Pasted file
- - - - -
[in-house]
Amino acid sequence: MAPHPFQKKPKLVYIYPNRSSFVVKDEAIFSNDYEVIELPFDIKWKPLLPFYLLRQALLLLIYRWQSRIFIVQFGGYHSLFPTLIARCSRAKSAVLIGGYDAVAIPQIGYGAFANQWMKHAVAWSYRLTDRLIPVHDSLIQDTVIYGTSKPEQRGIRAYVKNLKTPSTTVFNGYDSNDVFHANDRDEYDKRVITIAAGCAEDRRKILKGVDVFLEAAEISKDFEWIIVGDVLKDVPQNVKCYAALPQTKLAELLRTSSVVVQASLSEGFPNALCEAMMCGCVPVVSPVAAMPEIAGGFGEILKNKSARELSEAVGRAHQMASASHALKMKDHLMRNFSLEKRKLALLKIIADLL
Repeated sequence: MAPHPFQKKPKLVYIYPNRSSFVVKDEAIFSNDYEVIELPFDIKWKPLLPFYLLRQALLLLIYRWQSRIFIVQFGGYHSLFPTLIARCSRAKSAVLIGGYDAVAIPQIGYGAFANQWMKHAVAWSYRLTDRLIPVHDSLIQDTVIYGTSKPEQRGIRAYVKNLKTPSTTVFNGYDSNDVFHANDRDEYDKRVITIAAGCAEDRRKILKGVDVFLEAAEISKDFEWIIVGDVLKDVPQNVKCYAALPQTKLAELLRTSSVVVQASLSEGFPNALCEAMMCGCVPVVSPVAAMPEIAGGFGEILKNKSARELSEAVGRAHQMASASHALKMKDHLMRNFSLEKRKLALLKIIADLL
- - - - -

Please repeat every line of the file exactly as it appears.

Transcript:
[in-house]
Amino acid sequence: MAPHPFQKKPKLVYIYPNRSSFVVKDEAIFSNDYEVIELPFDIKWKPLLPFYLLRQALLLLIYRWQSRIFIVQFGGYHSLFPTLIARCSRAKSAVLIGGYDAVAIPQIGYGAFANQWMKHAVAWSYRLTDRLIPVHDSLIQDTVIYGTSKPEQRGIRAYVKNLKTPSTTVFNGYDSNDVFHANDRDEYDKRVITIAAGCAEDRRKILKGVDVFLEAAEISKDFEWIIVGDVLKDVPQNVKCYAALPQTKLAELLRTSSVVVQASLSEGFPNALCEAMMCGCVPVVSPVAAMPEIAGGFGEILKNKSARELSEAVGRAHQMASASHALKMKDHLMRNFSLEKRKLALLKIIADLL
Repeated sequence: MAPHPFQKKPKLVYIYPNRSSFVVKDEAIFSNDYEVIELPFDIKWKPLLPFYLLRQALLLLIYRWQSRIFIVQFGGYHSLFPTLIARCSRAKSAVLIGGYDAVAIPQIGYGAFANQWMKHAVAWSYRLTDRLIPVHDSLIQDTVIYGTSKPEQRGIRAYVKNLKTPSTTVFNGYDSNDVFHANDRDEYDKRVITIAAGCAEDRRKILKGVDVFLEAAEISKDFEWIIVGDVLKDVPQNVKCYAALPQTKLAELLRTSSVVVQASLSEGFPNALCEAMMCGCVPVVSPVAAMPEIAGGFGEILKNKSARELSEAVGRAHQMASASHALKMKDHLMRNFSLEKRKLALLKIIADLL